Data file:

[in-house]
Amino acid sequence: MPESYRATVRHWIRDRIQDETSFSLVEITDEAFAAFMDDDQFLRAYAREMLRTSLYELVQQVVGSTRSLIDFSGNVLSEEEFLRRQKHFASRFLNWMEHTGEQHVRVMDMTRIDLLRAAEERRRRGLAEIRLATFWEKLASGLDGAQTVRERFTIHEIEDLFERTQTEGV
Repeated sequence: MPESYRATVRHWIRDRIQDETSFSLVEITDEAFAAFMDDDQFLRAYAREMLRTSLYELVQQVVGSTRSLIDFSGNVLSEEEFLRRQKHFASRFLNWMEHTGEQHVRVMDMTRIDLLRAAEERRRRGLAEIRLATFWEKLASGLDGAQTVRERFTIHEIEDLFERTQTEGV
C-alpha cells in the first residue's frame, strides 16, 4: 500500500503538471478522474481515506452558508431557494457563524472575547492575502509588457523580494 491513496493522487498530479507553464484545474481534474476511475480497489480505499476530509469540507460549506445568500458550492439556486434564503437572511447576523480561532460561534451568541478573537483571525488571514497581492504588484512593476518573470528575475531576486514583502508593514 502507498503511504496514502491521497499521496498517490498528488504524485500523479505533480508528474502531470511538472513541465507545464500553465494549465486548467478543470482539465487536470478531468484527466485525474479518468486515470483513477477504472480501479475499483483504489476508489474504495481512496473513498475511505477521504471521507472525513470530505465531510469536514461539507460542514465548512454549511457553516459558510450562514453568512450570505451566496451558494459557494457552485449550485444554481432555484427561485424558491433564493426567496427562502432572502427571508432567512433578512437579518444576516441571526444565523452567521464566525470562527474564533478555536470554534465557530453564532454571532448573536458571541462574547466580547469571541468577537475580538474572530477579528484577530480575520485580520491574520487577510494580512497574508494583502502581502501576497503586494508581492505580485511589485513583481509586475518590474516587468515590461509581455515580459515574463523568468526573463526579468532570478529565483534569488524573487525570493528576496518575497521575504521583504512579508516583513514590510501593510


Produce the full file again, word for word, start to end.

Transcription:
[in-house]
Amino acid sequence: MPESYRATVRHWIRDRIQDETSFSLVEITDEAFAAFMDDDQFLRAYAREMLRTSLYELVQQVVGSTRSLIDFSGNVLSEEEFLRRQKHFASRFLNWMEHTGEQHVRVMDMTRIDLLRAAEERRRRGLAEIRLATFWEKLASGLDGAQTVRERFTIHEIEDLFERTQTEGV
Repeated sequence: MPESYRATVRHWIRDRIQDETSFSLVEITDEAFAAFMDDDQFLRAYAREMLRTSLYELVQQVVGSTRSLIDFSGNVLSEEEFLRRQKHFASRFLNWMEHTGEQHVRVMDMTRIDLLRAAEERRRRGLAEIRLATFWEKLASGLDGAQTVRERFTIHEIEDLFERTQTEGV
C-alpha cells in the first residue's frame, strides 16, 4: 500500500503538471478522474481515506452558508431557494457563524472575547492575502509588457523580494 491513496493522487498530479507553464484545474481534474476511475480497489480505499476530509469540507460549506445568500458550492439556486434564503437572511447576523480561532460561534451568541478573537483571525488571514497581492504588484512593476518573470528575475531576486514583502508593514 502507498503511504496514502491521497499521496498517490498528488504524485500523479505533480508528474502531470511538472513541465507545464500553465494549465486548467478543470482539465487536470478531468484527466485525474479518468486515470483513477477504472480501479475499483483504489476508489474504495481512496473513498475511505477521504471521507472525513470530505465531510469536514461539507460542514465548512454549511457553516459558510450562514453568512450570505451566496451558494459557494457552485449550485444554481432555484427561485424558491433564493426567496427562502432572502427571508432567512433578512437579518444576516441571526444565523452567521464566525470562527474564533478555536470554534465557530453564532454571532448573536458571541462574547466580547469571541468577537475580538474572530477579528484577530480575520485580520491574520487577510494580512497574508494583502502581502501576497503586494508581492505580485511589485513583481509586475518590474516587468515590461509581455515580459515574463523568468526573463526579468532570478529565483534569488524573487525570493528576496518575497521575504521583504512579508516583513514590510501593510